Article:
7.4 Hours of Work – named persons cannot be required to undertake any duties beyond the normal 35 hour working week. Councils will have to have alternative arrangements for any periods of sickness absence of the named person and for out of hours and holiday periods including days of school closure when the named person is not available. LA Secretaries should ensure there are clear alternative arrangements in place. While the named person still has a 35 hour contractual working week, there is an issue which will have to be fully considered. While planning meetings are likely to be included in the time beyond class contact time and personal time there is an issue which will have to be resolved at local level. The time to meet children/young people has to come from the 35 hours and may come from collegiate time or from class contract time since the time for meetings may be timetabled. This matter of required time should be raised at the LNCT. The additional workload which arises from the demands associated with the named person service should be addressed through discussion in a school’s Working Time Agreement following guidance from LNCT. This workload must be addressed in the context of the 35 hour working week.

7.5 Job Sizing – Job sizing was never intended to capture workload demand. Therefore, it is unlikely that workload demand can be captured by any review of job sizing. The named person provision may provide an opportunity to review sector 5 scoring for DHTs/PTs but any change would be a “C” level change and unlikely to lead to a review. In any case HTs are precluded from claiming beyond section 1 other than in relation to 2.4 of the  toolkit. The EIS is of a view that the named person service requires additional promoted staff. The case load of guidance/pastoral care staff should be considered, as should the teaching time but LNCTs should consider these matters in the context of no detriment to the individuals. LNCTs should deal with this mindful that a reduction in teaching time can influence job sizing but a reduction of less than 5 hours is a “C” change. LNCTs can also discuss a no detriment arrangement with employers.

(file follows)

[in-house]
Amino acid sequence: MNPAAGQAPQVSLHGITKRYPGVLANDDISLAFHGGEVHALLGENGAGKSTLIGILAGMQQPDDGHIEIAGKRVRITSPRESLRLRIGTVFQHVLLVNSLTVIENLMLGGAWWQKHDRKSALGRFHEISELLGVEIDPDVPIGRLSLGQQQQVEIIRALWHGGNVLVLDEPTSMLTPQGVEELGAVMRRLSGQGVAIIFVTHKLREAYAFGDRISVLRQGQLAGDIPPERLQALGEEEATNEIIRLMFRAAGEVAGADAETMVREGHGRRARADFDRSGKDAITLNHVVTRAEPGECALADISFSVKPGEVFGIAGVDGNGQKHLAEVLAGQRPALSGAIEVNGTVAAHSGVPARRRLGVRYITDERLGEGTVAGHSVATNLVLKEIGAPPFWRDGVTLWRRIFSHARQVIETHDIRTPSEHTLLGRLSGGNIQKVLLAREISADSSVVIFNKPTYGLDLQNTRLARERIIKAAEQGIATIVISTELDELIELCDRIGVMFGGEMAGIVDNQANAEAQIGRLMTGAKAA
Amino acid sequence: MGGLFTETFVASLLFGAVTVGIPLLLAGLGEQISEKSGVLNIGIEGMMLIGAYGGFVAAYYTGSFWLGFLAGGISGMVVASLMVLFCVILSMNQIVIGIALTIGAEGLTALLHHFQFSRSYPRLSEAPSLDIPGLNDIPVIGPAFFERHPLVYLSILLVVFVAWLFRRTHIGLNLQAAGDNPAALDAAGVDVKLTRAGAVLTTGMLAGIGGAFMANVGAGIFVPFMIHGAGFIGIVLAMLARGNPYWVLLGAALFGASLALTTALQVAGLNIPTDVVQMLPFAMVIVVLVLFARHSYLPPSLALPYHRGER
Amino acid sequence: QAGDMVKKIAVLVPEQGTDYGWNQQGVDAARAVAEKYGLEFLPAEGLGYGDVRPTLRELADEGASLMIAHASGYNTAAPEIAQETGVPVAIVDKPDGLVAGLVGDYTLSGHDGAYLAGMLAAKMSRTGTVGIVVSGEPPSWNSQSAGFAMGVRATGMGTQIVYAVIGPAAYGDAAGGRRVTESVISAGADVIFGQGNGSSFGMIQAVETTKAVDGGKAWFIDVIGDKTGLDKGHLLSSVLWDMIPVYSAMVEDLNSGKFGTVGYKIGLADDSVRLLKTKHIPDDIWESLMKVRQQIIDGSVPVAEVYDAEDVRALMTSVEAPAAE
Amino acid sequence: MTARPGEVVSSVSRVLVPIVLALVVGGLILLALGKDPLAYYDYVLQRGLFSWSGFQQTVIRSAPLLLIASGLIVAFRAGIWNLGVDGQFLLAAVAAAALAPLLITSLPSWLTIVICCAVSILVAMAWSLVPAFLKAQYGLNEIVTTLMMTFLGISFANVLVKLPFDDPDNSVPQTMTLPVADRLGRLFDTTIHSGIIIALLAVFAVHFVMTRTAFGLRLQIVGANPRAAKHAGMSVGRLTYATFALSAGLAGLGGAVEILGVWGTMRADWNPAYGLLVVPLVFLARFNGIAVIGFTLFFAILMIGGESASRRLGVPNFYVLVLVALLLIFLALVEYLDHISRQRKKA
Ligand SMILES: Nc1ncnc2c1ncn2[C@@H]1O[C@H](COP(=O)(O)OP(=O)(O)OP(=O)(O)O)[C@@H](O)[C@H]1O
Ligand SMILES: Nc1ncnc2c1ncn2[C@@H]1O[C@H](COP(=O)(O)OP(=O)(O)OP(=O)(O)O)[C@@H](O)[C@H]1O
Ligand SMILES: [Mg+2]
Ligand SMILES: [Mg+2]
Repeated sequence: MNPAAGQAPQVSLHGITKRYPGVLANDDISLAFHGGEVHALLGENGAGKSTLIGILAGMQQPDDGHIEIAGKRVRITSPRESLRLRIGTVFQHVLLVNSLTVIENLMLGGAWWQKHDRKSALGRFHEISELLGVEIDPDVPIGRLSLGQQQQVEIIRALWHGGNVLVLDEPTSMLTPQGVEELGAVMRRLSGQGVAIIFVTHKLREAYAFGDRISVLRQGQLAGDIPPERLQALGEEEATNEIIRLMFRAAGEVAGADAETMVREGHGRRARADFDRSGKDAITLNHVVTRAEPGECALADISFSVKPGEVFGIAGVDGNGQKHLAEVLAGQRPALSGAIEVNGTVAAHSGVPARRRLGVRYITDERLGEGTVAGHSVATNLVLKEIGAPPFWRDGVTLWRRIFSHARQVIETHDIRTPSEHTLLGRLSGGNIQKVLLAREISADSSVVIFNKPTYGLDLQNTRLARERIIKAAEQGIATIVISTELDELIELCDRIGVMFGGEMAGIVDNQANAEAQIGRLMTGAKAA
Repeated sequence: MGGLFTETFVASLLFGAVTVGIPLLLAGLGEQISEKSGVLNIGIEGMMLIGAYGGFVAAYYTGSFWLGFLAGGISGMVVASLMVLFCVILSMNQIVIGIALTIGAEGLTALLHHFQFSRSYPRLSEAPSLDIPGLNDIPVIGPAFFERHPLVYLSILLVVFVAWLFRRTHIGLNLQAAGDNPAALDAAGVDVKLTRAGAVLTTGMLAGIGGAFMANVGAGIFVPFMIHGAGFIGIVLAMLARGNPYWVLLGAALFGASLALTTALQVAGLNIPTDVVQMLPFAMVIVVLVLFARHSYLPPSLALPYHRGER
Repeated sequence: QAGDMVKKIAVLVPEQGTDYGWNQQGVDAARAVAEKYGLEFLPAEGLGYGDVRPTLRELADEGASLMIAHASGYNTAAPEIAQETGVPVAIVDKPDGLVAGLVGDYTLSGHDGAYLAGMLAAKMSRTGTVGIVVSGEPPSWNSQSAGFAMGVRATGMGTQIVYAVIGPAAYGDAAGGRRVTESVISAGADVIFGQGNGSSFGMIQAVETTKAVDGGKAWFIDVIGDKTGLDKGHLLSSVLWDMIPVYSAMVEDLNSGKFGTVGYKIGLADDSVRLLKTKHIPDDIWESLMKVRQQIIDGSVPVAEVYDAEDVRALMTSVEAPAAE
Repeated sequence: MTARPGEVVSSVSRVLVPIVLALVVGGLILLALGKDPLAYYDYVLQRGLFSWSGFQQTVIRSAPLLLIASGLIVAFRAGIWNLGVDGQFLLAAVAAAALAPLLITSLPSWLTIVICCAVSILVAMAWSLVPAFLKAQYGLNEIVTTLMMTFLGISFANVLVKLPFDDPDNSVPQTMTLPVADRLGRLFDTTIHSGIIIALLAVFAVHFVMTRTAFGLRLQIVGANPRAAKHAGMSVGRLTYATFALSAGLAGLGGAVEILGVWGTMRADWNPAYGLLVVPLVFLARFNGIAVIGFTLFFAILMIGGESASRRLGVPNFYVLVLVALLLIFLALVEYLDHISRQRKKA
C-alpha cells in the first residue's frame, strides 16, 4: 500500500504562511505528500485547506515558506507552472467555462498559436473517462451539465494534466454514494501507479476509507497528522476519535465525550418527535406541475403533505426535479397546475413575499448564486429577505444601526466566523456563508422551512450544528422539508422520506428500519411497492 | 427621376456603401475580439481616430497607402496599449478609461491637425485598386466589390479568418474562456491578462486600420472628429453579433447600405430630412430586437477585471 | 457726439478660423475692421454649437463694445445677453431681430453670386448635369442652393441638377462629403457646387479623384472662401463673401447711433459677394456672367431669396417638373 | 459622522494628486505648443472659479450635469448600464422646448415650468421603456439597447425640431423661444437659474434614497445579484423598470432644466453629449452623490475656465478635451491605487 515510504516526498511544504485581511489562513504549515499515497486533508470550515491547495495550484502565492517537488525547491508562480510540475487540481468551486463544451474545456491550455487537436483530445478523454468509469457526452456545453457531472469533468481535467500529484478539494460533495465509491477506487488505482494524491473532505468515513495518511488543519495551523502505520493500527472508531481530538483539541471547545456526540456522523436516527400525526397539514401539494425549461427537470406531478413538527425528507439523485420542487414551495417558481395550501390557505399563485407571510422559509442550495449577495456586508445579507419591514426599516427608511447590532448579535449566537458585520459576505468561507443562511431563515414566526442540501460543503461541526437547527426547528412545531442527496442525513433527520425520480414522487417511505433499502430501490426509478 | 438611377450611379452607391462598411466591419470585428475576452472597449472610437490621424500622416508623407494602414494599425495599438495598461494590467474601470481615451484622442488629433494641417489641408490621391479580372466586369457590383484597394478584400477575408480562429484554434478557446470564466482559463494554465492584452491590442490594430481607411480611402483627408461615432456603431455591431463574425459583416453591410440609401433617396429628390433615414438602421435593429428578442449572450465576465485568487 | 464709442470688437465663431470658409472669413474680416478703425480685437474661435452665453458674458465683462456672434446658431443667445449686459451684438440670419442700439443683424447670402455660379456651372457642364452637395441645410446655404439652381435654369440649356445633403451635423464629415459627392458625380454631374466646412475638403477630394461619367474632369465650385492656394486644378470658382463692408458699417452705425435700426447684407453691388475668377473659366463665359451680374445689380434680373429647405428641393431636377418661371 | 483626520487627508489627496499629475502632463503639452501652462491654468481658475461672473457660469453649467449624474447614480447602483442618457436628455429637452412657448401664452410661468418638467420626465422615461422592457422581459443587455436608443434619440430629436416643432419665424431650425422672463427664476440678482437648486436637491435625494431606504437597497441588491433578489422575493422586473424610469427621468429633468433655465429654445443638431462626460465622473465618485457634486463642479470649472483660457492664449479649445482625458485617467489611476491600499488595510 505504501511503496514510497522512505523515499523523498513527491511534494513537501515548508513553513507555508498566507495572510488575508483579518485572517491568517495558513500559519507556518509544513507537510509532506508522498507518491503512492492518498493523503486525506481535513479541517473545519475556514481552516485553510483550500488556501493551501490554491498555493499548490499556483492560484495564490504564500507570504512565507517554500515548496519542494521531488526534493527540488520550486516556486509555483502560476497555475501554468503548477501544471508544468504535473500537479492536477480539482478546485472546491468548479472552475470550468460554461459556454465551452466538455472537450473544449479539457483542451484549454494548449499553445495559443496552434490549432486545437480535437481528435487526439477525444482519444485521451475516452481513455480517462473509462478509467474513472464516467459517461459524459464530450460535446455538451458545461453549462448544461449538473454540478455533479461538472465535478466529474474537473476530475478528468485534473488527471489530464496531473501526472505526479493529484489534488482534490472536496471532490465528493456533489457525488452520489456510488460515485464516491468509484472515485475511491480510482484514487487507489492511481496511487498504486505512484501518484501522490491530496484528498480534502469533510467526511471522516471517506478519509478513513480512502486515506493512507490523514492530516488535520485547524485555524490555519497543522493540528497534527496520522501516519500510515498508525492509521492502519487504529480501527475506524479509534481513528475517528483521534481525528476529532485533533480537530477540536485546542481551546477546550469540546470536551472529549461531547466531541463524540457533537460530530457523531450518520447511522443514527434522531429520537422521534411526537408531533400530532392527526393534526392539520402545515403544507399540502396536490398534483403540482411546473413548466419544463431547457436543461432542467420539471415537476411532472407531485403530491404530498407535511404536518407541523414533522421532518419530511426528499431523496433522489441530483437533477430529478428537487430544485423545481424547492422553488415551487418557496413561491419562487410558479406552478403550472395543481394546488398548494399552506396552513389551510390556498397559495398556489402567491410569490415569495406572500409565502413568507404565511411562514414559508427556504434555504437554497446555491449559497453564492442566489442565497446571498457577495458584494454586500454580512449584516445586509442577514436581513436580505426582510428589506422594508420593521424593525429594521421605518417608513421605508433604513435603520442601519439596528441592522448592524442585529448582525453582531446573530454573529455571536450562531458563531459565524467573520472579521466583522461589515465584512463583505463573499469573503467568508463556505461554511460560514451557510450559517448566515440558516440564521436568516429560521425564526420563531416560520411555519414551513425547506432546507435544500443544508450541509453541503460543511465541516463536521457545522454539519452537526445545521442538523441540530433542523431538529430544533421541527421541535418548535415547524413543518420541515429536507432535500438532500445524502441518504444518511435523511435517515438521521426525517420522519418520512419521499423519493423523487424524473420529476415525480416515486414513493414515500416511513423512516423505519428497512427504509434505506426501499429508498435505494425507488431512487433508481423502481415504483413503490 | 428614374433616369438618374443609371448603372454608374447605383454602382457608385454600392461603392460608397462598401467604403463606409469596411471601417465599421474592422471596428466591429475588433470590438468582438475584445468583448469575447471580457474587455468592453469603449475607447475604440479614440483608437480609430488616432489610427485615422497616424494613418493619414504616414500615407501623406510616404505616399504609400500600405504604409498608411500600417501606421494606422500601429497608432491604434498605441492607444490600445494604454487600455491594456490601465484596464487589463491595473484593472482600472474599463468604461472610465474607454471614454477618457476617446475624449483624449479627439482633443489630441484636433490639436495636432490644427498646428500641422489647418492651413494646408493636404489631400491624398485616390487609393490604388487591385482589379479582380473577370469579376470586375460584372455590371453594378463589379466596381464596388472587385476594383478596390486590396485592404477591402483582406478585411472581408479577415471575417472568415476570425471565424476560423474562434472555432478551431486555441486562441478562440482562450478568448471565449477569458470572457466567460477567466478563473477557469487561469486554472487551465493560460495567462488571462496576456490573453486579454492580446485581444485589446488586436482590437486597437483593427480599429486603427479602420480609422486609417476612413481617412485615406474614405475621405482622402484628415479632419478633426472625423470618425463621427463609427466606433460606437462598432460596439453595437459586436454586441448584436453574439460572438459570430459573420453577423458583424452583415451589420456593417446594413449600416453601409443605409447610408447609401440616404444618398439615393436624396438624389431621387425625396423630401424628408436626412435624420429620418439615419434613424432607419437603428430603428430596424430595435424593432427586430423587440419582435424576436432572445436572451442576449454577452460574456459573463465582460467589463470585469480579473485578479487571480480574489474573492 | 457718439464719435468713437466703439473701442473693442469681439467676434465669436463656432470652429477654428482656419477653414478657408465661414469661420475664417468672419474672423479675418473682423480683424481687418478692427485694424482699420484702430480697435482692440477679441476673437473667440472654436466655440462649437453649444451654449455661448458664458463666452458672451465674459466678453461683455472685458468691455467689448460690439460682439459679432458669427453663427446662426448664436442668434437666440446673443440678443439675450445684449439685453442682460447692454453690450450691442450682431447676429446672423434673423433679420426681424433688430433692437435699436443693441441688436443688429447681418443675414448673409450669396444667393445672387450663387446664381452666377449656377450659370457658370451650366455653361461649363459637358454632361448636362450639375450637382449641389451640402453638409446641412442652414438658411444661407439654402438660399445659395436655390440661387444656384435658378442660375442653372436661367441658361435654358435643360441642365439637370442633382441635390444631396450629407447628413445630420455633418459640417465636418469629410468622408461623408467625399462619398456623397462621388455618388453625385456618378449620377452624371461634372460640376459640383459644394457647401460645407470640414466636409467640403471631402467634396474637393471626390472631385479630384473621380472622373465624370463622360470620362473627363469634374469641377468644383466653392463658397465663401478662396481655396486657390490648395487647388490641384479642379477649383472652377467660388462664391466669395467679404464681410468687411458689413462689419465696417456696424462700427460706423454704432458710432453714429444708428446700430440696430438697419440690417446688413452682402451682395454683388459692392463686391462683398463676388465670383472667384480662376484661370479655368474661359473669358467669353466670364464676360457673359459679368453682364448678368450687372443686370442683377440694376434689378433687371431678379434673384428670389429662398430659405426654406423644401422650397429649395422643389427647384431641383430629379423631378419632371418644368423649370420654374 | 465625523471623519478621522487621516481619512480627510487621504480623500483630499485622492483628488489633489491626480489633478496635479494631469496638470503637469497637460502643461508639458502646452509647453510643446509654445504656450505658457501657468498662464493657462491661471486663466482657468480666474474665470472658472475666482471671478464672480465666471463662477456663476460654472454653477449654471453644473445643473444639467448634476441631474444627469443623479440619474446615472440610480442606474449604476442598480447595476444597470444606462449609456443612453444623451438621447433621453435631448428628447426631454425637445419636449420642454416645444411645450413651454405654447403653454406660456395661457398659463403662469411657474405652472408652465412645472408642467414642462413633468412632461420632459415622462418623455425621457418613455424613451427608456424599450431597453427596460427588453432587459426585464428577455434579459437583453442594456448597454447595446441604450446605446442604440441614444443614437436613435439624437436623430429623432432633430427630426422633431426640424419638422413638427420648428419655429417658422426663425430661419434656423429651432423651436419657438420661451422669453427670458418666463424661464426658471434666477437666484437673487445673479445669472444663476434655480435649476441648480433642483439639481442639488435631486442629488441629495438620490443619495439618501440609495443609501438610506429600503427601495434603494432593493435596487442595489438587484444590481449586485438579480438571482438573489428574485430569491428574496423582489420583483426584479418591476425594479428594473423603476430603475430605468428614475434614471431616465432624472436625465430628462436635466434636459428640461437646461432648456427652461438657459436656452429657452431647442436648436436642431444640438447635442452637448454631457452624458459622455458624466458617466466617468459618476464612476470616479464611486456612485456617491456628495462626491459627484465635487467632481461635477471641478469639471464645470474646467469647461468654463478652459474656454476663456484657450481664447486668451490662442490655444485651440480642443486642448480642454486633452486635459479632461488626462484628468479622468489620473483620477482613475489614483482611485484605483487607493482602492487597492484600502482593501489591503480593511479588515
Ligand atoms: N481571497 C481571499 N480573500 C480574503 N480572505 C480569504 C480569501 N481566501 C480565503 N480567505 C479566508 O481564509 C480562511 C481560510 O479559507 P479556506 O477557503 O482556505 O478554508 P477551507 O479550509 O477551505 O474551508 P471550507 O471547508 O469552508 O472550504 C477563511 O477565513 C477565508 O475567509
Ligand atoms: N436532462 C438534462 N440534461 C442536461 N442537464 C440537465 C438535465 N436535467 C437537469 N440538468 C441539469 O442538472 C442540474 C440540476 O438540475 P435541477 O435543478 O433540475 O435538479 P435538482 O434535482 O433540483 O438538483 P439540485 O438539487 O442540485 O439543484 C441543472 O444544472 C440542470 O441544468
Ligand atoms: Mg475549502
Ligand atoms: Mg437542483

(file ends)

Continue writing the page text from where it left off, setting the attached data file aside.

8.1 The EIS rejects the view that the Named Person Service only requires promoted teachers to take action in keeping with current good practice. That is an over simplification and disregards the potential workload demands for promoted staff in the requirement to deliver the service.

8.2 The EIS should monitor the demands and implementation of the statutory requirement on promoted staff and members to inform our position in relation to the named services provision.

8.3 This current EIS document should be issued to local association secretaries and members in all schools.

Children and Young People (Scotland) Act 2014 Notes and Guidance to the “Named Person” Legislation